Initially, Hickenlooper defended his 2009 remark, with a spokesman saying that he was “making the point that the kind of intolerance that led to Matthew Shepard’s murder is not unique to a single community in Wyoming,” according to this 9News report. “It’s something that can happen in any community.”
Hickenlooper revised his recollection in Oct. 23 remarks in Greeley.
“I was obviously mistaken,” Hickenlooper said, reported the Greeley Tribune. “I was trying to say that it’s not just Wyoming. It happens everywhere. It happens in urban areas, as well as rural areas.”
The post-hoc spin on the 2009 remark was not plausible, but at least Hickenlooper did stop asserting that rural areas are worse than urban ones. Even after the Hickenlooper retraction, Denver Post publisher Dean Singleton opined on a radio show that “…there’s probably some truth to what he had to say – he probably said it the wrong way.”
It would take a very long article to compare every rural area in Colorado with every urban area regarding the incidence of hate crimes – and to provide the context that would allow a meaningful analysis.
Below is a quick look at the Colorado data.
The FBI website provides jurisdiction-by-jurisdiction data on hate crimes for every year from 1995 through 2008. My intern Shelby Lane gathered Colorado data for 2004 through 2008. The cumulative results are presented in a PDF here.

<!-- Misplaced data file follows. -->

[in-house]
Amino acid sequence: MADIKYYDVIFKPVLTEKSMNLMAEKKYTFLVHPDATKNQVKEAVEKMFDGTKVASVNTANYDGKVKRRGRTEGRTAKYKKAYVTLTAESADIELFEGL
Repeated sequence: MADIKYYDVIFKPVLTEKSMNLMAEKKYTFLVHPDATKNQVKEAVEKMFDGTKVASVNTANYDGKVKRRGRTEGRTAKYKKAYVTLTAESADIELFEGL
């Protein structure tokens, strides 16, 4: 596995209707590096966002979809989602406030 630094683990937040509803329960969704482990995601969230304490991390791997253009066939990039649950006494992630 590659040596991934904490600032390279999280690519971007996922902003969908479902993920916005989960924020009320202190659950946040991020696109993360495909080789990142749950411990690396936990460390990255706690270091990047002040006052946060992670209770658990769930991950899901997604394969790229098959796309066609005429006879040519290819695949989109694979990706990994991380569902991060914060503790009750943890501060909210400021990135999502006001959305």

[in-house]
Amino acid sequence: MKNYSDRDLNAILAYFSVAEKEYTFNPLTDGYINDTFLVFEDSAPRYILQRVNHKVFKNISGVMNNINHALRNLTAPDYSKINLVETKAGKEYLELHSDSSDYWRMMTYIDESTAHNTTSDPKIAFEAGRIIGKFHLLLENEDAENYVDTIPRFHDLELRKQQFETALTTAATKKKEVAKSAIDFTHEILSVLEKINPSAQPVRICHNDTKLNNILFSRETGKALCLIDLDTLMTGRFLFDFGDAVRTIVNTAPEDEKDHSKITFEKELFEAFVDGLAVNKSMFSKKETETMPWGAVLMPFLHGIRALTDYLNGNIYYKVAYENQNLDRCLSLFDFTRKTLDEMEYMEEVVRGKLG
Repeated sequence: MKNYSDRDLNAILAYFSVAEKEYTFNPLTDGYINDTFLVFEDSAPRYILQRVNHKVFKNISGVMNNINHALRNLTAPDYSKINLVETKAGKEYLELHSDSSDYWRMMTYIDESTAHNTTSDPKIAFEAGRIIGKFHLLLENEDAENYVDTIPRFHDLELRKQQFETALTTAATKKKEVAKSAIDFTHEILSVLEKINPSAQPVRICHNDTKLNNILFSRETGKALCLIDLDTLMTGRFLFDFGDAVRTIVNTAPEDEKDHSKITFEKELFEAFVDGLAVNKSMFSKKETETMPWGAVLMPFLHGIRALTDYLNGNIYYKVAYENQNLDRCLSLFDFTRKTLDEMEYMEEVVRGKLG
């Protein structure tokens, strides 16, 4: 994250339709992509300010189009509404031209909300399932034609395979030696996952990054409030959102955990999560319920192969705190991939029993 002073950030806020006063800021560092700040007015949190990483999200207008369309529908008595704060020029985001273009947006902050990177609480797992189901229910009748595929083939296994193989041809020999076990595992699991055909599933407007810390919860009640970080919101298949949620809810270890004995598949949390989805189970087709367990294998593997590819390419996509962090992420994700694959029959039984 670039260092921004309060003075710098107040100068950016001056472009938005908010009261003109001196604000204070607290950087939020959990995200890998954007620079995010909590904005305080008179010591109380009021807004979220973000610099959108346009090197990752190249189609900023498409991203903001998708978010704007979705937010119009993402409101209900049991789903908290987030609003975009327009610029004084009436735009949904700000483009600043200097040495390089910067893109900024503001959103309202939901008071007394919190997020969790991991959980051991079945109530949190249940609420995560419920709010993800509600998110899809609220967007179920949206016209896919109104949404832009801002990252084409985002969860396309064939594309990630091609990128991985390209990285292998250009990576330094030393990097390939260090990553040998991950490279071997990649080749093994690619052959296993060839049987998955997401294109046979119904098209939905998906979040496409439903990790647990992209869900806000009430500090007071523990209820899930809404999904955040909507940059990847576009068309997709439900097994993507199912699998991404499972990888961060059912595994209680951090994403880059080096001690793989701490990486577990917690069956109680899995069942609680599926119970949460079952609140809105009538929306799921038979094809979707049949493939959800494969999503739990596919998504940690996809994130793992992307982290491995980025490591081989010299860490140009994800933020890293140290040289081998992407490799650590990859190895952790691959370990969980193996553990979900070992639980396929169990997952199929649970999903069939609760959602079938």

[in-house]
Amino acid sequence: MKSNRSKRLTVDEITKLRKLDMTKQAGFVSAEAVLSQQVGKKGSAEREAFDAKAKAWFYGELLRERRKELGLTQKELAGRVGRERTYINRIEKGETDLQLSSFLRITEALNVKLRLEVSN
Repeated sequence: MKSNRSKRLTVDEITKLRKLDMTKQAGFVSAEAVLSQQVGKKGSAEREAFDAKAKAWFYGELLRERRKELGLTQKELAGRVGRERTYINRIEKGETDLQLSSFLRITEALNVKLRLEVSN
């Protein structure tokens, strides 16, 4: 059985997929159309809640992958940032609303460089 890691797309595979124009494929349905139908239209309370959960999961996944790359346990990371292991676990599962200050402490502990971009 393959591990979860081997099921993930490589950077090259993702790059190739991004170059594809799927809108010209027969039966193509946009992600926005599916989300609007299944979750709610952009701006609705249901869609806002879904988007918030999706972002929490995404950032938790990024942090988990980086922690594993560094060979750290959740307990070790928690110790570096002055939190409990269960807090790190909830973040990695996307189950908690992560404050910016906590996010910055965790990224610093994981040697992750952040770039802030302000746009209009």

For the five-year period, the FBI recorded 627 hate crimes in Colorado, 91 of them in Denver. So Denver accounted for 14.5 percent of reported hate crimes in Colorado. At this same time, Denver accounted for 12 percent of the Colorado population. (Denver population of 568,692 and Colorado population of 4,753,044, as of July 1, 2006, based on Census Bureau estimates.)
As for hate crimes involving sexual orientation, there were 91 in Colorado in 2004-08, and 23 of them took place in Denver. Thus, Denver accounted for 25.3% of sexual-orientation hate crimes. In other words, the rate of reported sexual-orientation hate crimes in Denver was more than double the Colorado rate.